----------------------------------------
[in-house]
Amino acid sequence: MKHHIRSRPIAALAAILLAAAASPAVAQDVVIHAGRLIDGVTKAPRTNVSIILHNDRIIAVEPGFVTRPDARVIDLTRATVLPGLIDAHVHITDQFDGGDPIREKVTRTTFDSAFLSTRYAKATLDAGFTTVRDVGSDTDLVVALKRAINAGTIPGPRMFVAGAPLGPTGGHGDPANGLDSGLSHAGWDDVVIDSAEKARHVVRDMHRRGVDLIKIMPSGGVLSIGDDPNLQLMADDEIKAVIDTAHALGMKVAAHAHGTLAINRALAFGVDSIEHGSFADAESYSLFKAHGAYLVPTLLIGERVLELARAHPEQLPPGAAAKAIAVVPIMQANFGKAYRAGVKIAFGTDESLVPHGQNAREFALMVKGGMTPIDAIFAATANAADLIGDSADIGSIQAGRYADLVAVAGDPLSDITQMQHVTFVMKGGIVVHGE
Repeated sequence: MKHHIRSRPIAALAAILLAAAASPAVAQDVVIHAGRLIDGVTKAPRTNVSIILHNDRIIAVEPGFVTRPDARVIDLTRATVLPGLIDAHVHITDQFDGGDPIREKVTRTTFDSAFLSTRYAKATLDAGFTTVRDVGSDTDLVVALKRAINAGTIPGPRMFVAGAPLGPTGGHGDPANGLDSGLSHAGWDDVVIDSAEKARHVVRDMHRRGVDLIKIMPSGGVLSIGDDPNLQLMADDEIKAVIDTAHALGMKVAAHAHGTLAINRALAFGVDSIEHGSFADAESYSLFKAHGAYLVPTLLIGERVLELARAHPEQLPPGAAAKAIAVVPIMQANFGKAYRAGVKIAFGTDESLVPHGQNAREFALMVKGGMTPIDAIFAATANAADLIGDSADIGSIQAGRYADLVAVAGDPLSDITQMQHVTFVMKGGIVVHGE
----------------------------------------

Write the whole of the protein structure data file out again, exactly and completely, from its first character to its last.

[in-house]
Amino acid sequence: MKHHIRSRPIAALAAILLAAAASPAVAQDVVIHAGRLIDGVTKAPRTNVSIILHNDRIIAVEPGFVTRPDARVIDLTRATVLPGLIDAHVHITDQFDGGDPIREKVTRTTFDSAFLSTRYAKATLDAGFTTVRDVGSDTDLVVALKRAINAGTIPGPRMFVAGAPLGPTGGHGDPANGLDSGLSHAGWDDVVIDSAEKARHVVRDMHRRGVDLIKIMPSGGVLSIGDDPNLQLMADDEIKAVIDTAHALGMKVAAHAHGTLAINRALAFGVDSIEHGSFADAESYSLFKAHGAYLVPTLLIGERVLELARAHPEQLPPGAAAKAIAVVPIMQANFGKAYRAGVKIAFGTDESLVPHGQNAREFALMVKGGMTPIDAIFAATANAADLIGDSADIGSIQAGRYADLVAVAGDPLSDITQMQHVTFVMKGGIVVHGE
Repeated sequence: MKHHIRSRPIAALAAILLAAAASPAVAQDVVIHAGRLIDGVTKAPRTNVSIILHNDRIIAVEPGFVTRPDARVIDLTRATVLPGLIDAHVHITDQFDGGDPIREKVTRTTFDSAFLSTRYAKATLDAGFTTVRDVGSDTDLVVALKRAINAGTIPGPRMFVAGAPLGPTGGHGDPANGLDSGLSHAGWDDVVIDSAEKARHVVRDMHRRGVDLIKIMPSGGVLSIGDDPNLQLMADDEIKAVIDTAHALGMKVAAHAHGTLAINRALAFGVDSIEHGSFADAESYSLFKAHGAYLVPTLLIGERVLELARAHPEQLPPGAAAKAIAVVPIMQANFGKAYRAGVKIAFGTDESLVPHGQNAREFALMVKGGMTPIDAIFAATANAADLIGDSADIGSIQAGRYADLVAVAGDPLSDITQMQHVTFVMKGGIVVHGE